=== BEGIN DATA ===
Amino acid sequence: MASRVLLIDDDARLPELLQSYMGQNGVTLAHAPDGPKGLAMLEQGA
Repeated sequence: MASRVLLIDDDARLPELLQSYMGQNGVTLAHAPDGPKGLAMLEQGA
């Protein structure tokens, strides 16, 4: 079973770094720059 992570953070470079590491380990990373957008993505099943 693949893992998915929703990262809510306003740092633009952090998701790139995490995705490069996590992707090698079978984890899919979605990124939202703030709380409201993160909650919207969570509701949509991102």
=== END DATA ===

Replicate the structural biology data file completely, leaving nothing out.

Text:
Amino acid sequence: MASRVLLIDDDARLPELLQSYMGQNGVTLAHAPDGPKGLAMLEQGA
Repeated sequence: MASRVLLIDDDARLPELLQSYMGQNGVTLAHAPDGPKGLAMLEQGA
């Protein structure tokens, strides 16, 4: 079973770094720059 992570953070470079590491380990990373957008993505099943 693949893992998915929703990262809510306003740092633009952090998701790139995490995705490069996590992707090698079978984890899919979605990124939202703030709380409201993160909650919207969570509701949509991102």